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Kenny Dorham • Original Oil Painting

by Wayne Vee

$15,150.00

Item: An original, one-of-a-kind, oil painting of Kenny Dorham (1924-1972) by Texas-based painter and sculptor, Wayne Vee
Style: Realism
Medium: Multi-color Oil Painting on Studio Canvas
Dimensions: 42"W x 42"H (Unframed)

Additional Photos Available Upon Request

*Buyers outside of North America: please contact Ken Vail at healthyrhythm@gmail.com for shipping quote.

**NOTE: Healthy Rhythm Art Gallery retains all rights to any future prints of this original artwork

***Please Allow 2-4 Weeks to Ship

Purchase of original art does not transfer any rights of reproduction, or modification to the purchaser. All rights are reserved to Healthy Rhythm Art Gallery.

KENNY DORHAM
McKinley Howard "Kenny" Dorham (August 30, 1924 – December 5, 1972) was an American jazz trumpeter, singer, and composer born in Fairfield, Texas. Dorham's talent is frequently lauded by critics and other musicians, but he never received the kind of attention or public recognition from the jazz establishment that many of his peers did. For this reason, writer Gary Giddins said that Dorham's name has become "virtually synonymous with underrated." Dorham also composed the jazz standard "Blue Bossa," which first appeared on Joe Henderson's album Page One.

Dorham was one of the most active bebop trumpeters. He played in the big bands of Lionel Hampton, Billy Eckstine, Dizzy Gillespie, and Mercer Ellington and the quintet of Charlie Parker. He was a charter member of the original cooperative Jazz Messengers. He also recorded as a sideman with Thelonious Monk and Sonny Rollins, and he replaced Clifford Brown in the Max Roach Quintet after Brown's death in 1956. In addition to sideman work, Dorham led his own groups, including the Jazz Prophets (formed shortly after Art Blakey took over the Jazz Messengers name). The Jazz Prophets, featuring a young Bobby Timmons on piano, bassist Sam Jones, and tenorman J. R. Monterose, with guest Kenny Burrell on guitar, recorded a live album 'Round About Midnight at the Cafe Bohemia in 1956 for Blue Note.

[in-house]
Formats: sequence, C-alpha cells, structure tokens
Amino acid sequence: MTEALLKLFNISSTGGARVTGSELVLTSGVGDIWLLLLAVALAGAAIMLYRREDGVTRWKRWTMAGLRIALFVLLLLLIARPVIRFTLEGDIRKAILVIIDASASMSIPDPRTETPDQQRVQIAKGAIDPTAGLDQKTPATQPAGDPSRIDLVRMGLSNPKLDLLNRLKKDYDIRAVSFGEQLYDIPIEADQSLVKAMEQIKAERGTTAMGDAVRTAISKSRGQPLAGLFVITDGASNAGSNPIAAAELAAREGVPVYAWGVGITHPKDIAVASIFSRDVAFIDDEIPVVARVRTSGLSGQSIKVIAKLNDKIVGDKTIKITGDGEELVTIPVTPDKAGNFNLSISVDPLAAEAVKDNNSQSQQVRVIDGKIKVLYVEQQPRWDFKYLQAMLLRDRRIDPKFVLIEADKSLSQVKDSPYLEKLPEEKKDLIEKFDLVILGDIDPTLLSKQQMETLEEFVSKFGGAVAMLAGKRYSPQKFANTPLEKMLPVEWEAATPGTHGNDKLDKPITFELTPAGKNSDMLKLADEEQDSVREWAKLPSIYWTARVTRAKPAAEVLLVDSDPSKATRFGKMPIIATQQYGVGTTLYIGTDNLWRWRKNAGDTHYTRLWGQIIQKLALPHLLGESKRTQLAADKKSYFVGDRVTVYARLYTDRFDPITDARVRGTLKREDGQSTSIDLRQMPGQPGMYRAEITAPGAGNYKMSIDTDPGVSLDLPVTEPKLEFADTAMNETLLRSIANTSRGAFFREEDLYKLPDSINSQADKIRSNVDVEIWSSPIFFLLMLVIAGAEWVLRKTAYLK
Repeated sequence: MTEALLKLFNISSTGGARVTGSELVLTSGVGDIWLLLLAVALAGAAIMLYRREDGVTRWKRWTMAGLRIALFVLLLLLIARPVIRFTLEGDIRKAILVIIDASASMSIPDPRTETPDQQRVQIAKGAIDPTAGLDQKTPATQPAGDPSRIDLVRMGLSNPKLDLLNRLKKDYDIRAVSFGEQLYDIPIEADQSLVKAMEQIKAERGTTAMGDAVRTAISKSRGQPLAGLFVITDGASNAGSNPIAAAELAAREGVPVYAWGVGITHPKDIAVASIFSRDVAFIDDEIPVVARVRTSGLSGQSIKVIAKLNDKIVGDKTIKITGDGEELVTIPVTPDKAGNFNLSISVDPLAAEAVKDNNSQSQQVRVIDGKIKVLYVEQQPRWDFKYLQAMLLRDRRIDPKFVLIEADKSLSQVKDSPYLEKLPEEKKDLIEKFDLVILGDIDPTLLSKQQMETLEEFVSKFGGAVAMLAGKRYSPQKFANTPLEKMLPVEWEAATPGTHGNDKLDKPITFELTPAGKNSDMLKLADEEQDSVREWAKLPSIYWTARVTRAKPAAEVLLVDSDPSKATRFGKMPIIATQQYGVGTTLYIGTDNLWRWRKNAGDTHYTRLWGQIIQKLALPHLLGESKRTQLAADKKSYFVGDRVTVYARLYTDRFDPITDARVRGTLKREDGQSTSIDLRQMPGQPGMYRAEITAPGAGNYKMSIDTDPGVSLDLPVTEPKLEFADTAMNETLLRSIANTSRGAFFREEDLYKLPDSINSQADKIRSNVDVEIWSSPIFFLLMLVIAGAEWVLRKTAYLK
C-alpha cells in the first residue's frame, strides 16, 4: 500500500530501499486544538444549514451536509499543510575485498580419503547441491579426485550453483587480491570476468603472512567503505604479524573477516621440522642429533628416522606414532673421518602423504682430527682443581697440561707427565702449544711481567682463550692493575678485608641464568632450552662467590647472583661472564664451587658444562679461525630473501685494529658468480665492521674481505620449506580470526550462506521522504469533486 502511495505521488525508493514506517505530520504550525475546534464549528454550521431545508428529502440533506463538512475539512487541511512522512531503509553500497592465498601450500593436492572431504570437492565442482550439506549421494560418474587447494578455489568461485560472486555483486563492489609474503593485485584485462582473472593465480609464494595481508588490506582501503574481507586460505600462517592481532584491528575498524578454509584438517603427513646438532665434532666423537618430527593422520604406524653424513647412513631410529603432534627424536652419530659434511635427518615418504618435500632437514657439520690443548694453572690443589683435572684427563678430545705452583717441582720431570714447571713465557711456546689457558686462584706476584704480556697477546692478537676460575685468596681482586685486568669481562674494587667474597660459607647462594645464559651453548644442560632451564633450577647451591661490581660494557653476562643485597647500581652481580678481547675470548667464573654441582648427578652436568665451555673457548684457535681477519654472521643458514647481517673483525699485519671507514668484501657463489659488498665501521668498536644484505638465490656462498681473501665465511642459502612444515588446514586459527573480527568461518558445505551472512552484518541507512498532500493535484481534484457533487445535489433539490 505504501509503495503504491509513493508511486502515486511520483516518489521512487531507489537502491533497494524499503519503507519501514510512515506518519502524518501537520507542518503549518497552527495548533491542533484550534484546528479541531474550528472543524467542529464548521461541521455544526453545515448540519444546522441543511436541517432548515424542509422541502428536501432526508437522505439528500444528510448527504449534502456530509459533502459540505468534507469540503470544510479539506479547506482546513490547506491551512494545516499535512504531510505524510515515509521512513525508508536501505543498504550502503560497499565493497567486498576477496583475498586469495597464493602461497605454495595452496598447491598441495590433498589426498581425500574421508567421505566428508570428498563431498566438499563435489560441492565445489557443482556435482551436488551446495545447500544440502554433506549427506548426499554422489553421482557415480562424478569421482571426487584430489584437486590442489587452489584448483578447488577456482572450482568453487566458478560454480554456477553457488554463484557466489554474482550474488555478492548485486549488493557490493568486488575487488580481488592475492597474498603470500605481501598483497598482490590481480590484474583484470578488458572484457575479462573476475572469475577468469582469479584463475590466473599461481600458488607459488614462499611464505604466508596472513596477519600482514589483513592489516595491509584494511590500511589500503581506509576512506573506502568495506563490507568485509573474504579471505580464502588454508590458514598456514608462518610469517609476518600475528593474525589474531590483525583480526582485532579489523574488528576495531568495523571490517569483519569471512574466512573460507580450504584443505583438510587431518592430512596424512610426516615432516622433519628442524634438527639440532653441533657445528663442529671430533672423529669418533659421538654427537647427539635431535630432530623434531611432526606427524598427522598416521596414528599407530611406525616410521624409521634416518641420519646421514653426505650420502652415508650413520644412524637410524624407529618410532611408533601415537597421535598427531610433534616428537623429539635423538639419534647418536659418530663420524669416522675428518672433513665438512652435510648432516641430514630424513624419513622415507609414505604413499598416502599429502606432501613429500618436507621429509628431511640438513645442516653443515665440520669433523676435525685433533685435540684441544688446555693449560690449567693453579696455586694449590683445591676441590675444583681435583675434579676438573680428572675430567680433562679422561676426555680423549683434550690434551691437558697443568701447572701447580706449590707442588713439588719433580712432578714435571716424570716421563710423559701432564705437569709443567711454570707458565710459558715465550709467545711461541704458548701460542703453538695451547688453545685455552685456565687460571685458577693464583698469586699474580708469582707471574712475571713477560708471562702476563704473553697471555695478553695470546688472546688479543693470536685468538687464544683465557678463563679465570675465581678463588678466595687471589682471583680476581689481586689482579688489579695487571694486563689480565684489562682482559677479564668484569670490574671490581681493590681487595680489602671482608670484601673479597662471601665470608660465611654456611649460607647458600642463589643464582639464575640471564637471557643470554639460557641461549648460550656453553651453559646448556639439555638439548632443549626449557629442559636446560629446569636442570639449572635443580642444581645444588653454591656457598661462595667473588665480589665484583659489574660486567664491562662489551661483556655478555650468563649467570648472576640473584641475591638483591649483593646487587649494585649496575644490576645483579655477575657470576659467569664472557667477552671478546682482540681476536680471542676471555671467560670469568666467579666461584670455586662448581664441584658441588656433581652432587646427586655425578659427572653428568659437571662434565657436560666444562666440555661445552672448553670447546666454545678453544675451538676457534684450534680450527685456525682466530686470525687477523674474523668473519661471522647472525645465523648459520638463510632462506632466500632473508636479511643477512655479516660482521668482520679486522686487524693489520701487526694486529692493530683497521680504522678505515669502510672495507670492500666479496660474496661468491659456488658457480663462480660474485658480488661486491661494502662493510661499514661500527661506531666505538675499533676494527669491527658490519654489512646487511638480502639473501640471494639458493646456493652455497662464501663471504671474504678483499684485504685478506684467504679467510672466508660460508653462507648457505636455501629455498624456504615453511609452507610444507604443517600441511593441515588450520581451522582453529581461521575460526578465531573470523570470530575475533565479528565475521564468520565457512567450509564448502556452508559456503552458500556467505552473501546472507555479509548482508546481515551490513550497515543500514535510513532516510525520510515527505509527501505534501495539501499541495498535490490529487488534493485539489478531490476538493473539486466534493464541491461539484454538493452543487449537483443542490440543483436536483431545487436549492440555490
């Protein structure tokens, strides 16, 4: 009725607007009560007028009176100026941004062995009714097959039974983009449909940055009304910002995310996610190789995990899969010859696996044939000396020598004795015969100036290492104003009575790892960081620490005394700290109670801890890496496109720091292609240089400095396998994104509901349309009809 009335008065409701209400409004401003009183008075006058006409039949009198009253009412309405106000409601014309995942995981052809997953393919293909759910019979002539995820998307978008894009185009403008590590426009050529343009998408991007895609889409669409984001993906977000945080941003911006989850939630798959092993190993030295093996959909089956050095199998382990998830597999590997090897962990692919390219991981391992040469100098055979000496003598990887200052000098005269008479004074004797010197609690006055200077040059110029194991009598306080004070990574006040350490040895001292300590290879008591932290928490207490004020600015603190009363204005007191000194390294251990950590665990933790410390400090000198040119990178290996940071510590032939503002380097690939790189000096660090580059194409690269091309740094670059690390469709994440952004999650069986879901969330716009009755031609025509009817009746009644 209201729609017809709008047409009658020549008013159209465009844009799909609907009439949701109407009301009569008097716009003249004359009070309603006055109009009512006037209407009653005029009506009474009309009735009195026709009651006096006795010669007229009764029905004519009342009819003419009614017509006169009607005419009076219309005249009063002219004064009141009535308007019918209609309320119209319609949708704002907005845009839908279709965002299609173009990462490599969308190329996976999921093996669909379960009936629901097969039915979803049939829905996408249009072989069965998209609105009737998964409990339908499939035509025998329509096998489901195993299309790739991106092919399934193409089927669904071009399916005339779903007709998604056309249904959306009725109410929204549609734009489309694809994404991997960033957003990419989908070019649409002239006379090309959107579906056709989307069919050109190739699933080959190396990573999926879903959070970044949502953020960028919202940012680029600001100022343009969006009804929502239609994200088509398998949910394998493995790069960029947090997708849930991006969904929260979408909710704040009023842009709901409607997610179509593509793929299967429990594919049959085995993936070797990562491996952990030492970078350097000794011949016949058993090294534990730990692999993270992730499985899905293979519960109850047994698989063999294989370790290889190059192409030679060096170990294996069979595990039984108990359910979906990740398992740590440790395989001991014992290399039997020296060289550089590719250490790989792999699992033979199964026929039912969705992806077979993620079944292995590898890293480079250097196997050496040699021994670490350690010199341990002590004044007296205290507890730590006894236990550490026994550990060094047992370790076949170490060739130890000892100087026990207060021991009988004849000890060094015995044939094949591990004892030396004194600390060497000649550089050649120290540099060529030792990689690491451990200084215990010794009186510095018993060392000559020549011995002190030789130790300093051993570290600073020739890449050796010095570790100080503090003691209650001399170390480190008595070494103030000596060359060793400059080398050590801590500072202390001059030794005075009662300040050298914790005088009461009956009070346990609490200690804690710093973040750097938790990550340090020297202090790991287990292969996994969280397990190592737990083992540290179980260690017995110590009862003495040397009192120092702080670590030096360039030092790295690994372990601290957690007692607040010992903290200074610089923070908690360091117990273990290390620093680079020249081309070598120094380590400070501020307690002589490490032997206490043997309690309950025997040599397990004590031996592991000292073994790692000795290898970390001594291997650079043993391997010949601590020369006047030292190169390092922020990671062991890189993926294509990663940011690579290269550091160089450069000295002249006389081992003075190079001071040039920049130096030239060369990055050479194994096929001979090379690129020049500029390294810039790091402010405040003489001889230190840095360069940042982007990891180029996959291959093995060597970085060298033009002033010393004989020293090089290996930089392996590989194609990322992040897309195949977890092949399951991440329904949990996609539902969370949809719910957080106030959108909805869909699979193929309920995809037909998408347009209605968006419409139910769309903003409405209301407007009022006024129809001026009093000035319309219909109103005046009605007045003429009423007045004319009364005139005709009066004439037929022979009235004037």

In 1963 Dorham added the 26-year-old tenor saxophonist Joe Henderson to his group, which later recorded Una Mas (the group also featured a young Tony Williams). The friendship between the two musicians led to a number of other albums, such as Henderson's Page One, Our Thing and In 'n Out. Dorham recorded frequently throughout the 1960s for Blue Note and Prestige Records, as leader and as sideman for Henderson, Jackie McLean, Cedar Walton, Andrew Hill, Milt Jackson and others.

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